My Lords, I beg leave to ask the first Question which stands in my name on the Order Paper. May I say how pleased we are to see Sir Peter back again.
§ The Question was as follows:
§ To ask Her Majesty's Government what action they will take to ascertain whether homeworkers are being adequately paid or exploited.
The MINISTER of STATE, DEPARTMENT of EMPLOYMENT (The Earl of Gowrie)
My Lords, while fully endorsing what the noble Baroness has just said, may I answer her Question as follows: The wages inspectorate of 2 my Department will continue to examine the earnings of homeworkers in those industries where statutory minimum rates are laid down by wages councils, and the Government are considering what further research is needed into homeworking generally.
My Lords, I thank my noble friend for that reply. Can I anticipate that he may introduce a Bill in the not too distant future? I am sure he realises that these women—and they are mostly women—who do this work at home are not only helping production but are also safeguarding and supporting their families.
§ Lord BROCKWAY
My Lords, to what extent do the wages councils, which my noble friend Lord Shinwell and I helped Mary McArthur establish 60 years ago, cover all the homeworkers today who are now spread over a much larger area than they were when the wages councils were established?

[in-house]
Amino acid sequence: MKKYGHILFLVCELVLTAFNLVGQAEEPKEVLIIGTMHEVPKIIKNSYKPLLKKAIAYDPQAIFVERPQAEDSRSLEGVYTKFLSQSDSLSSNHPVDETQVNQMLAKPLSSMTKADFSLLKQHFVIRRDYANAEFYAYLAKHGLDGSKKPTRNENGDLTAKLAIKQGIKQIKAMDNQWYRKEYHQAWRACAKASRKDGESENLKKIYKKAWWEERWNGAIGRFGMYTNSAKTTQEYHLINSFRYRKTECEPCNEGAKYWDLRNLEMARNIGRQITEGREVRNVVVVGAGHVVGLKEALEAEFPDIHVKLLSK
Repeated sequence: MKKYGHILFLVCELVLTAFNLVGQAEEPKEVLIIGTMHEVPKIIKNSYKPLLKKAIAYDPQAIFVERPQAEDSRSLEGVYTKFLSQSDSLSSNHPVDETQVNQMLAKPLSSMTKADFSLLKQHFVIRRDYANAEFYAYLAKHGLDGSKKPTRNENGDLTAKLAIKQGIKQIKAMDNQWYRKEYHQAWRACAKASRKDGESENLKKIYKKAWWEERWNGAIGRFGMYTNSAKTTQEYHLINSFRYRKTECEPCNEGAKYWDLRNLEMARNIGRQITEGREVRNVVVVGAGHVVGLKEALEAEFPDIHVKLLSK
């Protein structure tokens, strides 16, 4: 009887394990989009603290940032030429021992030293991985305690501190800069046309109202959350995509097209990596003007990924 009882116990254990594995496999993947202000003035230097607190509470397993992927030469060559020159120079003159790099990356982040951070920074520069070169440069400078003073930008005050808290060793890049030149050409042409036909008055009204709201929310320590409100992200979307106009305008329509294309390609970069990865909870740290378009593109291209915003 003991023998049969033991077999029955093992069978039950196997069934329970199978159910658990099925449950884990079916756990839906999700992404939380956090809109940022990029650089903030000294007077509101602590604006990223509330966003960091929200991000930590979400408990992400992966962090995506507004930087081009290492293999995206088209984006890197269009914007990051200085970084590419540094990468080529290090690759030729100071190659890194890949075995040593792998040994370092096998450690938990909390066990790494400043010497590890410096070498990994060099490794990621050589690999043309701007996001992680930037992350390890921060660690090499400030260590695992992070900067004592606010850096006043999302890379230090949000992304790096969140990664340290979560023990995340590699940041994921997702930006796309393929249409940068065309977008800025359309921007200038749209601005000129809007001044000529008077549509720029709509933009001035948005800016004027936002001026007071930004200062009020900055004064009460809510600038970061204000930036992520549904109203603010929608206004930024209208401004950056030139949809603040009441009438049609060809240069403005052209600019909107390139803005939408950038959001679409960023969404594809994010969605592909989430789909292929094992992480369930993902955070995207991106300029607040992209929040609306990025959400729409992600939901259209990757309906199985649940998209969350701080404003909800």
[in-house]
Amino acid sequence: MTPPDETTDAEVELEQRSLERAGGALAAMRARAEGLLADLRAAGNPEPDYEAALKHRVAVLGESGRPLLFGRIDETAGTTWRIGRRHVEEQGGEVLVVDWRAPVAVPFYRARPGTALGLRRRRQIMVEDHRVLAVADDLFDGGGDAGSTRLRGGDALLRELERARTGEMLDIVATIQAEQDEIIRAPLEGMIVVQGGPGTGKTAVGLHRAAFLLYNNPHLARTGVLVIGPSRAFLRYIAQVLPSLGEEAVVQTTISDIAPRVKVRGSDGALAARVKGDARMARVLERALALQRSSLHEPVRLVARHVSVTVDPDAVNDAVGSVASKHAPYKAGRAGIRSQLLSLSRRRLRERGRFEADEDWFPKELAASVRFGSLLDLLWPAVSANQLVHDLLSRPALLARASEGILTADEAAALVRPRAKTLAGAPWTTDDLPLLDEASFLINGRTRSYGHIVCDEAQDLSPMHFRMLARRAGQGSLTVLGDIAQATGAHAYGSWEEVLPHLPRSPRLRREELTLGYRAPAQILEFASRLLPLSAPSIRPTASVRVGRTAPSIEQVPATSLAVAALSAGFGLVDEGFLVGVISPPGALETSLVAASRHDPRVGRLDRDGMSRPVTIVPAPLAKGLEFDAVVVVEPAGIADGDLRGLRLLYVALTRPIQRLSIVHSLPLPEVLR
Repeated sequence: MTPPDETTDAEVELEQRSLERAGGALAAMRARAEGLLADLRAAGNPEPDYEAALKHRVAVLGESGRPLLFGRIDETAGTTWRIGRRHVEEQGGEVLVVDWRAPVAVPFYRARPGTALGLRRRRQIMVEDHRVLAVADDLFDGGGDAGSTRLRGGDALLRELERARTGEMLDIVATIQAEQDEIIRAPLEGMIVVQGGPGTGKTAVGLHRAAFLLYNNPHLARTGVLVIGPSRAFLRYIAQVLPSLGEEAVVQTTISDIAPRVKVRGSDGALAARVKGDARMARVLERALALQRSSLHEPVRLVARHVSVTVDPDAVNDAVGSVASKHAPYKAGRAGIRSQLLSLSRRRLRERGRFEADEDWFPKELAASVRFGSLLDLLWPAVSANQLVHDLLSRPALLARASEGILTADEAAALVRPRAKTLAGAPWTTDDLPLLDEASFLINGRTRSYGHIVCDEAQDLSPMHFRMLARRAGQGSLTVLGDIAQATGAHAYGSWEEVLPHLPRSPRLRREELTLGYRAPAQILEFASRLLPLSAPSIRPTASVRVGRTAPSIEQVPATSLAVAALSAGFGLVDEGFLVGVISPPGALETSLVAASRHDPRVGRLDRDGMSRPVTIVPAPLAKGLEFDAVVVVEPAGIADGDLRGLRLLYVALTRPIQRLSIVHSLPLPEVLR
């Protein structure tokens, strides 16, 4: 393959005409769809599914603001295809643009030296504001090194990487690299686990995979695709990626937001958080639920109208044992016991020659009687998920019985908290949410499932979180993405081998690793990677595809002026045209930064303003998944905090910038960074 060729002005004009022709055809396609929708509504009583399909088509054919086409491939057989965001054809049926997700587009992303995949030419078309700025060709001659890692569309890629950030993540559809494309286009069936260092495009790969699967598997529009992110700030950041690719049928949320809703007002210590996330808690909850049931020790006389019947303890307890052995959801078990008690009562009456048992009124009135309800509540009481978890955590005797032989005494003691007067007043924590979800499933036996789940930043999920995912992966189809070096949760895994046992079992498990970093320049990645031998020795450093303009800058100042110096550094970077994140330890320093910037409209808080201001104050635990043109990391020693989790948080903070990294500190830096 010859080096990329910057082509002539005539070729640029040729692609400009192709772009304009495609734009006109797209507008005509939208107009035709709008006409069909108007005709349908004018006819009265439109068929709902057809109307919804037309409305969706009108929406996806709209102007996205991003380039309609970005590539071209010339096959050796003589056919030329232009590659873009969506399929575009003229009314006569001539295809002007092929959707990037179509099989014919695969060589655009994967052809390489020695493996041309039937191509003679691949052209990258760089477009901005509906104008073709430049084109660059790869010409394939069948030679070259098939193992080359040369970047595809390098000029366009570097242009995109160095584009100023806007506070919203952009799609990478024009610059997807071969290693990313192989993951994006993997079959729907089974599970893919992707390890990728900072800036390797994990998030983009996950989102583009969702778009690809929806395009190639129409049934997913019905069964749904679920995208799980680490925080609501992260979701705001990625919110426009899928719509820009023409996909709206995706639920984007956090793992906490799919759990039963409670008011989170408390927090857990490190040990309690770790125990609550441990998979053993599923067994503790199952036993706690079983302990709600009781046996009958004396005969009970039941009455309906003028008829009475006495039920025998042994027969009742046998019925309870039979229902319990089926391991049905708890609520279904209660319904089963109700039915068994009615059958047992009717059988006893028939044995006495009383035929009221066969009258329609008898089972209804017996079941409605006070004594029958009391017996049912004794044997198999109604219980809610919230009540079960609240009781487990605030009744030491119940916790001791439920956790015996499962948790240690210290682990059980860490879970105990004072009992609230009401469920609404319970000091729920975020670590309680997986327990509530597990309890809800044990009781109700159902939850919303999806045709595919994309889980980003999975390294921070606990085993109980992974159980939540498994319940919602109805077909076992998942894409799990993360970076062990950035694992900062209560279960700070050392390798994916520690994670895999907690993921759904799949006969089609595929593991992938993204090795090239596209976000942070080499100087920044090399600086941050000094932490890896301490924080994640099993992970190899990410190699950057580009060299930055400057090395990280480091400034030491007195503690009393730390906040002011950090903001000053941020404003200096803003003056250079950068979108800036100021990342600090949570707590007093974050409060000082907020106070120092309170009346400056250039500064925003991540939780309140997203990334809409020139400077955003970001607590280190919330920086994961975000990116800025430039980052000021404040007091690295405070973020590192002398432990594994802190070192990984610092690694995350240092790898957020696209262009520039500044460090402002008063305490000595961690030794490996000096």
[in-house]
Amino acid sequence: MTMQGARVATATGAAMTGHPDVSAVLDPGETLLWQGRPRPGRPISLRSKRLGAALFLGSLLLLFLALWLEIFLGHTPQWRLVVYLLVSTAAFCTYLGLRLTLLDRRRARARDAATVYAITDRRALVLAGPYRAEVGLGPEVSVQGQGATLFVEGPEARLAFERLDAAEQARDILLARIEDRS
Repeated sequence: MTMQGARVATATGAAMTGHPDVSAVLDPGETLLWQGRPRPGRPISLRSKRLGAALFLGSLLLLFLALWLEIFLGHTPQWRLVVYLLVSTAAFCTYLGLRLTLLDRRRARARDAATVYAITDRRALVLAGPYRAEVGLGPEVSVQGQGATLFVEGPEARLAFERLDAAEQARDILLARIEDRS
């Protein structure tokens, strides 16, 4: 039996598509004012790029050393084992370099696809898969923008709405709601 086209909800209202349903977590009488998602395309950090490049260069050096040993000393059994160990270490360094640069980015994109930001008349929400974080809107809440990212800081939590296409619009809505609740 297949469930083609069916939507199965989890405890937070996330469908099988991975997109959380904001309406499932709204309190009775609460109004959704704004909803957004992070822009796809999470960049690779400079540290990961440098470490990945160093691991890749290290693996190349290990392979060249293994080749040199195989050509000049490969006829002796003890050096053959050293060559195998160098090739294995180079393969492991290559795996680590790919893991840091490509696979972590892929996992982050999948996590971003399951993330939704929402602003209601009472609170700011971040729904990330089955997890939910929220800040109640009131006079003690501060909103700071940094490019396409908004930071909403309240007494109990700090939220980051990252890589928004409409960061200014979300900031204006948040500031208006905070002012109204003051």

The Earl of GOWRIE
My Lords, we would all wish to pay tribute to the work of the noble Lord in helping to set up the wages councils. My information about their current levels of activity—if that is what he wants to know—is that home- 3 working inspectors recently visited every known establishment employing homeworkers in seven wages councils' trades in Lambeth, Southwark and Wandsworth in South London and in Walsall in the Midlands. The results to hand show that of the 486 homeworkers whose earnings were checked, none was statutorily underpaid. Although we are somewhat sceptical whether there is widespread abuse, we are glad to have the machinery to investigate where there is abuse.